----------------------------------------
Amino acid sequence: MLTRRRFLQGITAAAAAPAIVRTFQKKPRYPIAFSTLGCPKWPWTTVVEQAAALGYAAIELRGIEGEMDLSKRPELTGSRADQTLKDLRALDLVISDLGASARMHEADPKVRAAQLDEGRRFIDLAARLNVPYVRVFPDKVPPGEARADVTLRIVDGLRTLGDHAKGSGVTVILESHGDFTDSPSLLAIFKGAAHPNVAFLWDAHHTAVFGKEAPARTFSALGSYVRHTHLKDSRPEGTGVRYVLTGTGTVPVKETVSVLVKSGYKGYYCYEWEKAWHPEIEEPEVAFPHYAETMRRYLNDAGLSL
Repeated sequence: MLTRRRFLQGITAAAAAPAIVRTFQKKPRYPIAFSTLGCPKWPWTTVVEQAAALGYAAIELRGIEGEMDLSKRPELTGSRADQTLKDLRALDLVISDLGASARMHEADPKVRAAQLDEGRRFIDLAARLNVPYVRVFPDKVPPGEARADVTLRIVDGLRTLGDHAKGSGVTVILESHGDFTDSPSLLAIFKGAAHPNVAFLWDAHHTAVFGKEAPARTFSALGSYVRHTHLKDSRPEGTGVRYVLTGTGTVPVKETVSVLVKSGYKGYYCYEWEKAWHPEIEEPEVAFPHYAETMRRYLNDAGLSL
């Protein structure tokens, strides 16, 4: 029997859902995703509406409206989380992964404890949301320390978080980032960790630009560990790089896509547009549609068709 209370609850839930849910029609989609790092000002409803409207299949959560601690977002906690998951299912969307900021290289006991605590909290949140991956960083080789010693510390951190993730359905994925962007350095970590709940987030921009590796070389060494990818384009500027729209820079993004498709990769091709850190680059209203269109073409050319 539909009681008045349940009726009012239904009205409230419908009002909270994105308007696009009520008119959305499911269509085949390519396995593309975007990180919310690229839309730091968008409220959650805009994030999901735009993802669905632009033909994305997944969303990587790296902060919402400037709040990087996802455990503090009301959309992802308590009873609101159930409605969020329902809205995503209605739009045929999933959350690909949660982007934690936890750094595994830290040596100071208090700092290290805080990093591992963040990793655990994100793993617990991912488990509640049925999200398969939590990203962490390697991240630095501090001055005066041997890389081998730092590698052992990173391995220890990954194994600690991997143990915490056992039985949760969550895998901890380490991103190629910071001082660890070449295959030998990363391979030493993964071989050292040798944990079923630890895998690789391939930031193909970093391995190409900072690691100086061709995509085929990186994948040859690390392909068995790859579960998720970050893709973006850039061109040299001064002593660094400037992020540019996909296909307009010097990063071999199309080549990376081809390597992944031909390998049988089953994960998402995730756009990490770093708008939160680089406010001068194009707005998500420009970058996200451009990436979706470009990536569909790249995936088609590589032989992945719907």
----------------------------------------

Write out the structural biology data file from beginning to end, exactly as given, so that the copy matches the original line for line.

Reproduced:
Amino acid sequence: MLTRRRFLQGITAAAAAPAIVRTFQKKPRYPIAFSTLGCPKWPWTTVVEQAAALGYAAIELRGIEGEMDLSKRPELTGSRADQTLKDLRALDLVISDLGASARMHEADPKVRAAQLDEGRRFIDLAARLNVPYVRVFPDKVPPGEARADVTLRIVDGLRTLGDHAKGSGVTVILESHGDFTDSPSLLAIFKGAAHPNVAFLWDAHHTAVFGKEAPARTFSALGSYVRHTHLKDSRPEGTGVRYVLTGTGTVPVKETVSVLVKSGYKGYYCYEWEKAWHPEIEEPEVAFPHYAETMRRYLNDAGLSL
Repeated sequence: MLTRRRFLQGITAAAAAPAIVRTFQKKPRYPIAFSTLGCPKWPWTTVVEQAAALGYAAIELRGIEGEMDLSKRPELTGSRADQTLKDLRALDLVISDLGASARMHEADPKVRAAQLDEGRRFIDLAARLNVPYVRVFPDKVPPGEARADVTLRIVDGLRTLGDHAKGSGVTVILESHGDFTDSPSLLAIFKGAAHPNVAFLWDAHHTAVFGKEAPARTFSALGSYVRHTHLKDSRPEGTGVRYVLTGTGTVPVKETVSVLVKSGYKGYYCYEWEKAWHPEIEEPEVAFPHYAETMRRYLNDAGLSL
């Protein structure tokens, strides 16, 4: 029997859902995703509406409206989380992964404890949301320390978080980032960790630009560990790089896509547009549609068709 209370609850839930849910029609989609790092000002409803409207299949959560601690977002906690998951299912969307900021290289006991605590909290949140991956960083080789010693510390951190993730359905994925962007350095970590709940987030921009590796070389060494990818384009500027729209820079993004498709990769091709850190680059209203269109073409050319 539909009681008045349940009726009012239904009205409230419908009002909270994105308007696009009520008119959305499911269509085949390519396995593309975007990180919310690229839309730091968008409220959650805009994030999901735009993802669905632009033909994305997944969303990587790296902060919402400037709040990087996802455990503090009301959309992802308590009873609101159930409605969020329902809205995503209605739009045929999933959350690909949660982007934690936890750094595994830290040596100071208090700092290290805080990093591992963040990793655990994100793993617990991912488990509640049925999200398969939590990203962490390697991240630095501090001055005066041997890389081998730092590698052992990173391995220890990954194994600690991997143990915490056992039985949760969550895998901890380490991103190629910071001082660890070449295959030998990363391979030493993964071989050292040798944990079923630890895998690789391939930031193909970093391995190409900072690691100086061709995509085929990186994948040859690390392909068995790859579960998720970050893709973006850039061109040299001064002593660094400037992020540019996909296909307009010097990063071999199309080549990376081809390597992944031909390998049988089953994960998402995730756009990490770093708008939160680089406010001068194009707005998500420009970058996200451009990436979706470009990536569909790249995936088609590589032989992945719907």